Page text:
Often on shaft-driven bikes, the gearbox can be terribly clunky but somehow Kawasaki has managed to give the GTR a gearchange as switch-like as any sports bike. In part this is due to what Kawasaki are calling Tetra-Lever rear swing arm layout. In effect, it moves the pivot point of the swing arm much further forward to the front of the bike, which has the added benefit of preventing that rising and falling motion that shaft drive bikes can suffer under acceleration and braking. It seems to work well.

Sitting on the bike, comfort is very good with a riding position that is slightly on the side of sporty as you lean forward to the bars, but it is not excessive and proves comfortable over long distances. There is an electrically adjustable screen which I struggled to find a good compromise position for; it neither went low enough to prevent buffeting nor high enough to get my head completely out of the airstream.

Instrumentation is, again, fairly old school, with large analogue speedometer and rev counter with an LCD display between them. If one did want to fit a GPS unit, there isn’t really anywhere convenient to fit one.

Braking is well up to the mark, both front and rear brakes being powerful and progressive. There is an option to link front and rear brakes via the rear brake lever but in practice, I found that with it engaged, via a button on the handlebars, it brought in the front brake too abruptly after starting by applying the rear brake, leading to a lurch as the front brake came in. As it is likely that one would be touring two-up and that using the back brake is a good way of preventing the pillion from being flung forward, this wasn’t its most endearing trait. But, as I said, it can be turned off so the problem disappears.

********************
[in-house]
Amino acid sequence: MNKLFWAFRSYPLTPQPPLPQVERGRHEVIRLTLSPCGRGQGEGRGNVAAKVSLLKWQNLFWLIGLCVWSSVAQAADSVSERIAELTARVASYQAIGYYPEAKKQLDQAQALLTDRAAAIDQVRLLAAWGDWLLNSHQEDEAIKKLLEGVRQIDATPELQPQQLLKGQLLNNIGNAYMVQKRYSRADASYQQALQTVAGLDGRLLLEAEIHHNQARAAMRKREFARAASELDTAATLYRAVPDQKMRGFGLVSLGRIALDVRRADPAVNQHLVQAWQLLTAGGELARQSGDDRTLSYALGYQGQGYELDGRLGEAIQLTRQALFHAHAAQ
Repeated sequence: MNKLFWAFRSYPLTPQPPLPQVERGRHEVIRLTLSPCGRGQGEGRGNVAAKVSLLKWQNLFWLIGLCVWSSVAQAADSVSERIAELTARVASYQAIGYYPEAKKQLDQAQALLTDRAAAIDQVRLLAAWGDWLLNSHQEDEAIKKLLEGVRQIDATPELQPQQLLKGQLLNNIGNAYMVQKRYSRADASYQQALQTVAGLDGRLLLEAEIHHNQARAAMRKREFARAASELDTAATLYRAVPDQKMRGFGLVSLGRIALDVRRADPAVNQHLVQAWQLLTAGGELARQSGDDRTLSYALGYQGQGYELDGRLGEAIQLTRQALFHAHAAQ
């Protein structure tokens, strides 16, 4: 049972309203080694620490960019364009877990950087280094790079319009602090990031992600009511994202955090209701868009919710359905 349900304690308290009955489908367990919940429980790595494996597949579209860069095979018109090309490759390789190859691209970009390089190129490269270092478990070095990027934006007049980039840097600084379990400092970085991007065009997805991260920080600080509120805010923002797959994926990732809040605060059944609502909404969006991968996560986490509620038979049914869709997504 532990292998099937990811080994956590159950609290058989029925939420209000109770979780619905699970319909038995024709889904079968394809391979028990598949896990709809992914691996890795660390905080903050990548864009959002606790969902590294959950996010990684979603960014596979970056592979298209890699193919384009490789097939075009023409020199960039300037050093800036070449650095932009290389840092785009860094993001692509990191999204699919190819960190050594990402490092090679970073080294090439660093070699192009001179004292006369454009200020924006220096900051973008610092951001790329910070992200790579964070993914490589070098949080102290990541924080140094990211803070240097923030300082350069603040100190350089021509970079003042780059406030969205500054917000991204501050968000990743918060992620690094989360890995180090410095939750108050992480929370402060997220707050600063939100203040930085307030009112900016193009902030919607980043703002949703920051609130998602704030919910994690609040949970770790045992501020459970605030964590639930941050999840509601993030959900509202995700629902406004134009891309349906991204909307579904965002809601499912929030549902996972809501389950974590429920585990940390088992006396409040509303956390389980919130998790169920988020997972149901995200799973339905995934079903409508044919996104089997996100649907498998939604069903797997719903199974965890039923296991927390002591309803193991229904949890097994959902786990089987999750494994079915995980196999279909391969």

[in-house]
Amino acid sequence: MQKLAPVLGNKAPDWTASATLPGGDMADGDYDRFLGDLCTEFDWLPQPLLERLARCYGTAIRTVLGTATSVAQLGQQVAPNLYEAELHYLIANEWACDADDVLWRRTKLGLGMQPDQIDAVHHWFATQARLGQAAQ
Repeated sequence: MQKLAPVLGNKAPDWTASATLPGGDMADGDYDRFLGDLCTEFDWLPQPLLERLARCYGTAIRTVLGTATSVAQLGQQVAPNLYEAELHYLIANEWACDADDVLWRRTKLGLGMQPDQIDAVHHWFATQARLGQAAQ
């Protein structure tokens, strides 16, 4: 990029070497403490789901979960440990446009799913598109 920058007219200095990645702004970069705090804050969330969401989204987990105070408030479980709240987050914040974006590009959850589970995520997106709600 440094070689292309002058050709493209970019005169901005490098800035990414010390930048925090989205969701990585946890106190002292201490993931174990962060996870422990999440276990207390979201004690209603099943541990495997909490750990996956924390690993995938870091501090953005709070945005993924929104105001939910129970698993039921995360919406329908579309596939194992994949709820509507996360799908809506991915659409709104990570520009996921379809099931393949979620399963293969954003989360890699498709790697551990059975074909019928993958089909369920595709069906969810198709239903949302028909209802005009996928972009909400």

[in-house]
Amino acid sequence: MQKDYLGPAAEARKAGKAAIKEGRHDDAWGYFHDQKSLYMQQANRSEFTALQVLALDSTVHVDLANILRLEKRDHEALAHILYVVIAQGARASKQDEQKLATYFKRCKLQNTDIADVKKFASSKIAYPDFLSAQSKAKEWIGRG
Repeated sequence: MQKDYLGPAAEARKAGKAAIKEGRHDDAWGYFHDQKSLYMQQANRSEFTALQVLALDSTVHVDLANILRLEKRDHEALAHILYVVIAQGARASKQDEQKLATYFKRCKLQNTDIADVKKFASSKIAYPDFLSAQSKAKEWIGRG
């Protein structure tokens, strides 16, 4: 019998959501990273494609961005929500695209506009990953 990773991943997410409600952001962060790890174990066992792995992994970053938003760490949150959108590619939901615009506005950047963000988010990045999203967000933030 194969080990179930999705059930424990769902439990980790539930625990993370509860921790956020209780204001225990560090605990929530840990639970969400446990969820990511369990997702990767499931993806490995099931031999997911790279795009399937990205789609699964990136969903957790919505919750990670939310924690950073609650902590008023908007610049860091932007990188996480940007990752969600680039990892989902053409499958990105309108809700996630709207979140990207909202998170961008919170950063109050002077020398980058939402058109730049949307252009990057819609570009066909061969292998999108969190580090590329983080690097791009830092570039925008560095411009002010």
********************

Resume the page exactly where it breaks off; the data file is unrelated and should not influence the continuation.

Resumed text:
In reality, all these criticisms can be completely ignored. The GTR1400 is still, after all these years, a fantastic, well made, comfortable, fast, safe handling, practical and good looking machine that only starts to show its age when compared with more modern designs from Europe.

It is a shame that we can be so blinkered when it comes to technology – or the lack thereof – on modern bikes. Yes, they have transformed motorcycling safety but that’s not to say that not having them makes a bike dangerous.

After all, we have ridden without them for a lot longer than we have ridden with them and we are still here! But it is human nature to compare and contrast and it is inevitable that the Kawasaki will be measured against its rivals on equipment levels and, in this case, the Kawasaki just can’t compete, no matter how well it rides.

Selling for R229,995, the Kawasaki goes head-to-head with the BMW R1200RT and, while it can’t match the BMW for electronic sophistication, it is more than a match on the road.

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You might recognise Harry as being one third of the team that presents The Bike Show on Ignition channel. He’s been riding bikes all his life and, for most of that time, been telling whoever will listen what he thinks of them. A real Jack-of-all-trades, he loves riding anything and everything whenever and wherever he can without being particularly good at any of it (although he thinks he is). He’s owned and loved a huge number of bikes, both modern and classic and the last bike he owned was a 1942 Harley Davidson which probably explains something, although we’re not sure what.